Johannesburg – The decision by Eskom to increase the electricity tariff from 8% to 13% is going to have devastating consequences for the country’s deeply indebted consumers, said Neil Roets, CEO of debt management firm Debt Rescue.
He said the decision by National Energy Regulator of SA (Nersa) to grant Eskom an additional 5% increase to recover R7.8bn in unbudgeted costs early next year would have "dire consequences" on consumers.
"Total consumer debt is now topping R1.44trn (according to Statistics SA) and the debt to income ratio is hovering around the 75% mark, which means that three quarters of a family’s income is already pledged to a variety of creditors," said Roets.
"With the exchange rate now dropping on an almost daily basis, inflation on the increase and now a double digit increase in the electricity tariff, consumers are in for a very bumpy ride."
Middle class South Africans, who have only recently escaped the debt trap are going to be forced back into poverty and for many, their only option would be to apply for debt counselling, according to Roets.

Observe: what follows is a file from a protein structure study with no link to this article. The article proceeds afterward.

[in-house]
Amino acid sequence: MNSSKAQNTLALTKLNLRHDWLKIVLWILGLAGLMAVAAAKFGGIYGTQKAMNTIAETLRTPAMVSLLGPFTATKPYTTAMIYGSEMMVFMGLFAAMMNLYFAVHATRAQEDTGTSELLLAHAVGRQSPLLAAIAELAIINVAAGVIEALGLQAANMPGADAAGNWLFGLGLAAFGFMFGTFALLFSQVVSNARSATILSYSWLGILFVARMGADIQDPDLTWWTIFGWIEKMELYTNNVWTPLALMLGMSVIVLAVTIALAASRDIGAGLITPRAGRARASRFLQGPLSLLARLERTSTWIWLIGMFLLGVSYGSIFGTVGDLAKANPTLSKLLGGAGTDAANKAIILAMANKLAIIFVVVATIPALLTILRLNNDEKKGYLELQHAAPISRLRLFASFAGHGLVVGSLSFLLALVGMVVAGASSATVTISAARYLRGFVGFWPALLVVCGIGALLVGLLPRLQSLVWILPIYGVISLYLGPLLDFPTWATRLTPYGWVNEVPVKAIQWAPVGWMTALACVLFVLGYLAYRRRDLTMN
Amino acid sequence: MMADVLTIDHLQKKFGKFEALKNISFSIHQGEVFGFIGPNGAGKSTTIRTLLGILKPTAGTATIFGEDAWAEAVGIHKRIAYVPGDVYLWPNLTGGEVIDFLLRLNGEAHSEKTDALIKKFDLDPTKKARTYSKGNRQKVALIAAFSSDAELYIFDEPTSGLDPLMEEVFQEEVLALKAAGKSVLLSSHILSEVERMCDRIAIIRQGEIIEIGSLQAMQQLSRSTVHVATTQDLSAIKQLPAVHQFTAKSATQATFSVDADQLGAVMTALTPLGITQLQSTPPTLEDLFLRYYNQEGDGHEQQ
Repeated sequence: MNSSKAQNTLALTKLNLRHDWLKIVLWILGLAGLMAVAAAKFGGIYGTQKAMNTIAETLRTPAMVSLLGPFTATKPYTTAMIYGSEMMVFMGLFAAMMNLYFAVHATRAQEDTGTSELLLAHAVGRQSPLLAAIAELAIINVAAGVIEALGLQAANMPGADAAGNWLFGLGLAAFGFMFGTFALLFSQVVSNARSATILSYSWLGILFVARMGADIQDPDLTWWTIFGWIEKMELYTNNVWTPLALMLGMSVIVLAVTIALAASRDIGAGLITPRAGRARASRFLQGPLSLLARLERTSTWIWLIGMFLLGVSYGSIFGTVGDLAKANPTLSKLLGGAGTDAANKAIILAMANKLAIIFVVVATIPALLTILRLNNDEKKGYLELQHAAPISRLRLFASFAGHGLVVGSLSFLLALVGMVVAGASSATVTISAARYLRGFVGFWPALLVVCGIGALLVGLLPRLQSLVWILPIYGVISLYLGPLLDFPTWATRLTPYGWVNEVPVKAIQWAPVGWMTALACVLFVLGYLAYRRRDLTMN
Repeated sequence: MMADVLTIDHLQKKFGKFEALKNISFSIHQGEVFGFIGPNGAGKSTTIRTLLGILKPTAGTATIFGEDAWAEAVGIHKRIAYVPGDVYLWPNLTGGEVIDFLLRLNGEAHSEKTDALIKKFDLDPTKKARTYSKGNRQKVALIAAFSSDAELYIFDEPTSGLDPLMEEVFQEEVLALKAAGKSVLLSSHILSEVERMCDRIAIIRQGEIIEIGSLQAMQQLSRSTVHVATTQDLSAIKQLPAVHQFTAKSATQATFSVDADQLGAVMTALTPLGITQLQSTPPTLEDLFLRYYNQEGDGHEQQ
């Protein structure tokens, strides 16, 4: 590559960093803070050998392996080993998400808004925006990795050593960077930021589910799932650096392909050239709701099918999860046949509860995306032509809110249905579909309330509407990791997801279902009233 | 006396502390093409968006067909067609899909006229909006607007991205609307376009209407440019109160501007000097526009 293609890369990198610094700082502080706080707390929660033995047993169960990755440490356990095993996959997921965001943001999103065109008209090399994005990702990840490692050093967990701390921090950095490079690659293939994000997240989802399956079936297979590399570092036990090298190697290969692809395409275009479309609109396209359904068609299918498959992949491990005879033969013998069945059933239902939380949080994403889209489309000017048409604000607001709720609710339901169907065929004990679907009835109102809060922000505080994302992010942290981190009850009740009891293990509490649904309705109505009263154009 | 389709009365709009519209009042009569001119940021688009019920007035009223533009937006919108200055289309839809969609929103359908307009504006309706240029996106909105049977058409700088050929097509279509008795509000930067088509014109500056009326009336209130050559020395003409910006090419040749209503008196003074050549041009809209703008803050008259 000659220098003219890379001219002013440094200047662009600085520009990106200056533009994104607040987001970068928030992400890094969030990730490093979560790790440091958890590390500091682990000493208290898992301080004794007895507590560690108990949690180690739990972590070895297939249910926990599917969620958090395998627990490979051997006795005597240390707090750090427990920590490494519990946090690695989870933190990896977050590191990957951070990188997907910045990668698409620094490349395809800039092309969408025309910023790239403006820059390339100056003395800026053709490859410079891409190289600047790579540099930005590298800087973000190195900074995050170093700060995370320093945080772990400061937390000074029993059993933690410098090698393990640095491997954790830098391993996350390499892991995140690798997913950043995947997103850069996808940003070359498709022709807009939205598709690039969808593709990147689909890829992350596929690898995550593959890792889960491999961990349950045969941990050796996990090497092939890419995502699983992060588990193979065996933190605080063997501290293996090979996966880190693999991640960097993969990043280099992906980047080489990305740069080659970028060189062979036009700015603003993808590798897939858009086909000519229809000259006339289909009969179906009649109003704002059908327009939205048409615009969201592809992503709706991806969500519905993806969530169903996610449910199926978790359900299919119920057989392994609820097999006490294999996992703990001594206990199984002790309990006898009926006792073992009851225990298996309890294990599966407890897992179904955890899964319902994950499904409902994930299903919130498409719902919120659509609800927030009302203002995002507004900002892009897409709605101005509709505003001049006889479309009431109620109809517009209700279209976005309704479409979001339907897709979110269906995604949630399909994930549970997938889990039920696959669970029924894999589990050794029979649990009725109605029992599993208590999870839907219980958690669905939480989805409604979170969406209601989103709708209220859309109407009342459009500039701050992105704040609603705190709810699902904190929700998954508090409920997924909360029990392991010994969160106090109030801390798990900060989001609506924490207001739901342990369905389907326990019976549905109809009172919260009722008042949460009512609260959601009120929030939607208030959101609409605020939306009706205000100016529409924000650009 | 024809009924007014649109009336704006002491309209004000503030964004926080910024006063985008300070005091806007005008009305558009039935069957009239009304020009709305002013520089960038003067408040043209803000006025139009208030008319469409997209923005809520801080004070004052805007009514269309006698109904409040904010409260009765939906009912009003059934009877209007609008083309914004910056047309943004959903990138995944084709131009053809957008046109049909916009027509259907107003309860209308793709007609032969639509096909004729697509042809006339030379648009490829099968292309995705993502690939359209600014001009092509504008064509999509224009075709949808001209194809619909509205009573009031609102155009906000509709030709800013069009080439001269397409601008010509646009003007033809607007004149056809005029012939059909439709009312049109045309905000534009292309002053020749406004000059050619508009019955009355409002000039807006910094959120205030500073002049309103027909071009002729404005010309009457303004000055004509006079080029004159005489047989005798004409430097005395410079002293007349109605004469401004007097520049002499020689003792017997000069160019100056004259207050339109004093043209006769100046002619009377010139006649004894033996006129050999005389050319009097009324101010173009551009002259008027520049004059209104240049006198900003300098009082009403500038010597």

Quoting the National Credit Regulator, Roets said the number of impaired accounts increased from 19.27 million to 21.28 million in the second quarter – that is, accounts not paid for three months or more.
Roets said rising food and fuel costs and slow economic growth were making it difficult for many South Africans to pay back their loans on time. One in every four South Africans is unemployed and the number of borrowers with impaired credit records – three or more payments in arrears – have risen to nearly 50%.